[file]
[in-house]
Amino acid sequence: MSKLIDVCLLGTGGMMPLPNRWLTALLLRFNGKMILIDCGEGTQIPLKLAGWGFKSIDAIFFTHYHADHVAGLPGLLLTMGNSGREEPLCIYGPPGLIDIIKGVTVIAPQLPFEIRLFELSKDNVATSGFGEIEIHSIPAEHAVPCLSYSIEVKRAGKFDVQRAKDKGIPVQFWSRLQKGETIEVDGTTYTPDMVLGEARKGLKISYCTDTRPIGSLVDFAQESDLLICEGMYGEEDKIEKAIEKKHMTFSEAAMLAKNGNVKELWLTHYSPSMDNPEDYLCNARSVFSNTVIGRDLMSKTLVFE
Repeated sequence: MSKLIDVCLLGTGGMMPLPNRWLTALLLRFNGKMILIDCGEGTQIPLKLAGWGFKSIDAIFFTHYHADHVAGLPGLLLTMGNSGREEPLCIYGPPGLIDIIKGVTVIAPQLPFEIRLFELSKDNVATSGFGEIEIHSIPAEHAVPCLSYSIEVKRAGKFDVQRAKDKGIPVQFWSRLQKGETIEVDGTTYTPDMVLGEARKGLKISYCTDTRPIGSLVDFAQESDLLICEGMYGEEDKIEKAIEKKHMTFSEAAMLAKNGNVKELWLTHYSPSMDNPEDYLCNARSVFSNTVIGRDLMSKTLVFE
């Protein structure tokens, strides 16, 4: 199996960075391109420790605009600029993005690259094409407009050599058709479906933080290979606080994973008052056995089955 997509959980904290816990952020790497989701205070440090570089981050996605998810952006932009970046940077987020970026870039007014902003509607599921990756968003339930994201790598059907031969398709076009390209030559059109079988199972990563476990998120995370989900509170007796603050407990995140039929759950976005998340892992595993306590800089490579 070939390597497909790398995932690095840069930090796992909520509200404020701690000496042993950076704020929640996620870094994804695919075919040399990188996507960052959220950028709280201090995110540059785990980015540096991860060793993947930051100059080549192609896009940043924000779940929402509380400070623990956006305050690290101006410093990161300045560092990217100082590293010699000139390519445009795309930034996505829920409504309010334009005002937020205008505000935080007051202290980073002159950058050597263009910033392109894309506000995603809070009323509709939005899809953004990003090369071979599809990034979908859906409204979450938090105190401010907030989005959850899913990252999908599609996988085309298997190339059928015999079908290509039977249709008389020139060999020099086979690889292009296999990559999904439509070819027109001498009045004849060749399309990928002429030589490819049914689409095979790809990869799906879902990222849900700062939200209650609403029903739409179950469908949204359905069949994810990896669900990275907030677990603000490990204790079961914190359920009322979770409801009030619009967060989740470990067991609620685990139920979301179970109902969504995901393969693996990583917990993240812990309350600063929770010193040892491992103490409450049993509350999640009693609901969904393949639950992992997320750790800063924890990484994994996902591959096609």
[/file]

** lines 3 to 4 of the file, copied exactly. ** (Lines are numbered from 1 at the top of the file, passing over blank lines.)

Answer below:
Repeated sequence: MSKLIDVCLLGTGGMMPLPNRWLTALLLRFNGKMILIDCGEGTQIPLKLAGWGFKSIDAIFFTHYHADHVAGLPGLLLTMGNSGREEPLCIYGPPGLIDIIKGVTVIAPQLPFEIRLFELSKDNVATSGFGEIEIHSIPAEHAVPCLSYSIEVKRAGKFDVQRAKDKGIPVQFWSRLQKGETIEVDGTTYTPDMVLGEARKGLKISYCTDTRPIGSLVDFAQESDLLICEGMYGEEDKIEKAIEKKHMTFSEAAMLAKNGNVKELWLTHYSPSMDNPEDYLCNARSVFSNTVIGRDLMSKTLVFE
């Protein structure tokens, strides 16, 4: 199996960075391109420790605009600029993005690259094409407009050599058709479906933080290979606080994973008052056995089955 997509959980904290816990952020790497989701205070440090570089981050996605998810952006932009970046940077987020970026870039007014902003509607599921990756968003339930994201790598059907031969398709076009390209030559059109079988199972990563476990998120995370989900509170007796603050407990995140039929759950976005998340892992595993306590800089490579 070939390597497909790398995932690095840069930090796992909520509200404020701690000496042993950076704020929640996620870094994804695919075919040399990188996507960052959220950028709280201090995110540059785990980015540096991860060793993947930051100059080549192609896009940043924000779940929402509380400070623990956006305050690290101006410093990161300045560092990217100082590293010699000139390519445009795309930034996505829920409504309010334009005002937020205008505000935080007051202290980073002159950058050597263009910033392109894309506000995603809070009323509709939005899809953004990003090369071979599809990034979908859906409204979450938090105190401010907030989005959850899913990252999908599609996988085309298997190339059928015999079908290509039977249709008389020139060999020099086979690889292009296999990559999904439509070819027109001498009045004849060749399309990928002429030589490819049914689409095979790809990869799906879902990222849900700062939200209650609403029903739409179950469908949204359905069949994810990896669900990275907030677990603000490990204790079961914190359920009322979770409801009030619009967060989740470990067991609620685990139920979301179970109902969504995901393969693996990583917990993240812990309350600063929770010193040892491992103490409450049993509350999640009693609901969904393949639950992992997320750790800063924890990484994994996902591959096609």